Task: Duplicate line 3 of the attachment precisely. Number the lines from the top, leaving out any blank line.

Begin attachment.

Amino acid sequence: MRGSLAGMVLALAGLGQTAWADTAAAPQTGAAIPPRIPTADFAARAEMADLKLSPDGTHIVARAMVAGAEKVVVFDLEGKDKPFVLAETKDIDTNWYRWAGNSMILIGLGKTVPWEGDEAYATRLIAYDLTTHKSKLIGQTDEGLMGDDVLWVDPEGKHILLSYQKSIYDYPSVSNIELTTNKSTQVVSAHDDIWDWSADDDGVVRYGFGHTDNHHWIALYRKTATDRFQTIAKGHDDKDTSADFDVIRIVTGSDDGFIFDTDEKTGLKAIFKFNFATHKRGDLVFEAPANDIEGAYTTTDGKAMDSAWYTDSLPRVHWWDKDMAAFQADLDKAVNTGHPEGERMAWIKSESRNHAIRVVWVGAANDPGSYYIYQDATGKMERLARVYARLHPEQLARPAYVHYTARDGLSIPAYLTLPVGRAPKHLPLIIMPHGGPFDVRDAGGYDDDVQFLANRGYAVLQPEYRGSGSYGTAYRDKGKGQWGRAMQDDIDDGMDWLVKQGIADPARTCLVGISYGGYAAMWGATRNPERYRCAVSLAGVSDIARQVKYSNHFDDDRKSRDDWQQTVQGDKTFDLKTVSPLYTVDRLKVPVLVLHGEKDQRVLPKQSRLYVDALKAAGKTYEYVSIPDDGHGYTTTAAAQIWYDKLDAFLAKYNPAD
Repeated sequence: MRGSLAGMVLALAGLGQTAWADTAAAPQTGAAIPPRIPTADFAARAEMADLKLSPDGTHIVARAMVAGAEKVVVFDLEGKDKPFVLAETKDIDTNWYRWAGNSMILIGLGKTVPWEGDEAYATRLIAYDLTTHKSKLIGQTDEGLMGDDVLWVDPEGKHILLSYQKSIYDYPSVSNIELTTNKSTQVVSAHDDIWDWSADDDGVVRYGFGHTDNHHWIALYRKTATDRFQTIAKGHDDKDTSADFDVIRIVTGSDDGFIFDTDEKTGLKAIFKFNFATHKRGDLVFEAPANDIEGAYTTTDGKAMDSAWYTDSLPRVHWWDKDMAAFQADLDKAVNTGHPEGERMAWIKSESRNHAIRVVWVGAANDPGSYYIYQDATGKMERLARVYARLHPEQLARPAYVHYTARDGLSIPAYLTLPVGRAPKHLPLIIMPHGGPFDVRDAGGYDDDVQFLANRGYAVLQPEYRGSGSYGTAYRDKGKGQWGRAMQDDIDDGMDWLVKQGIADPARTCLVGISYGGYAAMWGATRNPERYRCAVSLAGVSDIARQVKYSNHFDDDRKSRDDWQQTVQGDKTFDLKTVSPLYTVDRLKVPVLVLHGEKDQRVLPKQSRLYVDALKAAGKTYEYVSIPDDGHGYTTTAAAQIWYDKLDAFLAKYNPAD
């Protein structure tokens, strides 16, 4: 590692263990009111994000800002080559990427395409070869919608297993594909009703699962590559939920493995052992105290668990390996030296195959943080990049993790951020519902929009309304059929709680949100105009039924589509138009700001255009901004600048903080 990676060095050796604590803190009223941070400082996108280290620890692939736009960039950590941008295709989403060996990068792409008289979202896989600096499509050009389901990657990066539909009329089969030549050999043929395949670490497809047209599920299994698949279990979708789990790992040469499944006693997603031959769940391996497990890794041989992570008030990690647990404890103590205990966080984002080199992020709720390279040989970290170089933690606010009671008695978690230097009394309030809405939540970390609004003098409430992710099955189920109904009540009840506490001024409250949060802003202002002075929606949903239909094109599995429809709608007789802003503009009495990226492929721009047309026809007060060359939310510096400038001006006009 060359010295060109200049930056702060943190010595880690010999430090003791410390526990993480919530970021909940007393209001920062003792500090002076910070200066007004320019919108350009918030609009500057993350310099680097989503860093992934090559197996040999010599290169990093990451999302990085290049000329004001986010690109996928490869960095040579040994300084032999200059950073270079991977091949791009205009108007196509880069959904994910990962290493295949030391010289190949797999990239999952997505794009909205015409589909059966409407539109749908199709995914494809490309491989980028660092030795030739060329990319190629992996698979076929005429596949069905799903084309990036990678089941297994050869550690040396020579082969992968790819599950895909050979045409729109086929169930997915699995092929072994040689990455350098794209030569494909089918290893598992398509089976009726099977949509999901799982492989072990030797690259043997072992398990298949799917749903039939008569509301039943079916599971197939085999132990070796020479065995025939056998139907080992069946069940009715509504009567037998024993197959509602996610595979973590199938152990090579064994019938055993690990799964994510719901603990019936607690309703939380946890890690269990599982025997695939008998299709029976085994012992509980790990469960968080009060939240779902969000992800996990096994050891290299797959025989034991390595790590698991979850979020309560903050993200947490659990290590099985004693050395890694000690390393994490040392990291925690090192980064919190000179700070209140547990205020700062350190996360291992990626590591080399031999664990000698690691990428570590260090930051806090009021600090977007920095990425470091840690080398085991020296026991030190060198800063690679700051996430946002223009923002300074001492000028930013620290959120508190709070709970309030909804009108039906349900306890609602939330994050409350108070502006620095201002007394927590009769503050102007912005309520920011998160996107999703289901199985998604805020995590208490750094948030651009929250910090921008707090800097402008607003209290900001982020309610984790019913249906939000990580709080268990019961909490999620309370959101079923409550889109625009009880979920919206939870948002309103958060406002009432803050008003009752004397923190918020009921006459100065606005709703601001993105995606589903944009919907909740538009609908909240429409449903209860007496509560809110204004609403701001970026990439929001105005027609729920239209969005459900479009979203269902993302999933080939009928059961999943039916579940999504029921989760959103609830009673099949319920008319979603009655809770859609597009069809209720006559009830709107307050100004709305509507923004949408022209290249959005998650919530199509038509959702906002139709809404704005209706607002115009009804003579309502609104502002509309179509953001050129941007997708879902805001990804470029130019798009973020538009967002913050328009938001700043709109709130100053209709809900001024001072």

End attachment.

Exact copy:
């Protein structure tokens, strides 16, 4: 590692263990009111994000800002080559990427395409070869919608297993594909009703699962590559939920493995052992105290668990390996030296195959943080990049993790951020519902929009309304059929709680949100105009039924589509138009700001255009901004600048903080 990676060095050796604590803190009223941070400082996108280290620890692939736009960039950590941008295709989403060996990068792409008289979202896989600096499509050009389901990657990066539909009329089969030549050999043929395949670490497809047209599920299994698949279990979708789990790992040469499944006693997603031959769940391996497990890794041989992570008030990690647990404890103590205990966080984002080199992020709720390279040989970290170089933690606010009671008695978690230097009394309030809405939540970390609004003098409430992710099955189920109904009540009840506490001024409250949060802003202002002075929606949903239909094109599995429809709608007789802003503009009495990226492929721009047309026809007060060359939310510096400038001006006009 060359010295060109200049930056702060943190010595880690010999430090003791410390526990993480919530970021909940007393209001920062003792500090002076910070200066007004320019919108350009918030609009500057993350310099680097989503860093992934090559197996040999010599290169990093990451999302990085290049000329004001986010690109996928490869960095040579040994300084032999200059950073270079991977091949791009205009108007196509880069959904994910990962290493295949030391010289190949797999990239999952997505794009909205015409589909059966409407539109749908199709995914494809490309491989980028660092030795030739060329990319190629992996698979076929005429596949069905799903084309990036990678089941297994050869550690040396020579082969992968790819599950895909050979045409729109086929169930997915699995092929072994040689990455350098794209030569494909089918290893598992398509089976009726099977949509999901799982492989072990030797690259043997072992398990298949799917749903039939008569509301039943079916599971197939085999132990070796020479065995025939056998139907080992069946069940009715509504009567037998024993197959509602996610595979973590199938152990090579064994019938055993690990799964994510719901603990019936607690309703939380946890890690269990599982025997695939008998299709029976085994012992509980790990469960968080009060939240779902969000992800996990096994050891290299797959025989034991390595790590698991979850979020309560903050993200947490659990290590099985004693050395890694000690390393994490040392990291925690090192980064919190000179700070209140547990205020700062350190996360291992990626590591080399031999664990000698690691990428570590260090930051806090009021600090977007920095990425470091840690080398085991020296026991030190060198800063690679700051996430946002223009923002300074001492000028930013620290959120508190709070709970309030909804009108039906349900306890609602939330994050409350108070502006620095201002007394927590009769503050102007912005309520920011998160996107999703289901199985998604805020995590208490750094948030651009929250910090921008707090800097402008607003209290900001982020309610984790019913249906939000990580709080268990019961909490999620309370959101079923409550889109625009009880979920919206939870948002309103958060406002009432803050008003009752004397923190918020009921006459100065606005709703601001993105995606589903944009919907909740538009609908909240429409449903209860007496509560809110204004609403701001970026990439929001105005027609729920239209969005459900479009979203269902993302999933080939009928059961999943039916579940999504029921989760959103609830009673099949319920008319979603009655809770859609597009069809209720006559009830709107307050100004709305509507923004949408022209290249959005998650919530199509038509959702906002139709809404704005209706607002115009009804003579309502609104502002509309179509953001050129941007997708879902805001990804470029130019798009973020538009967002913050328009938001700043709109709130100053209709809900001024001072």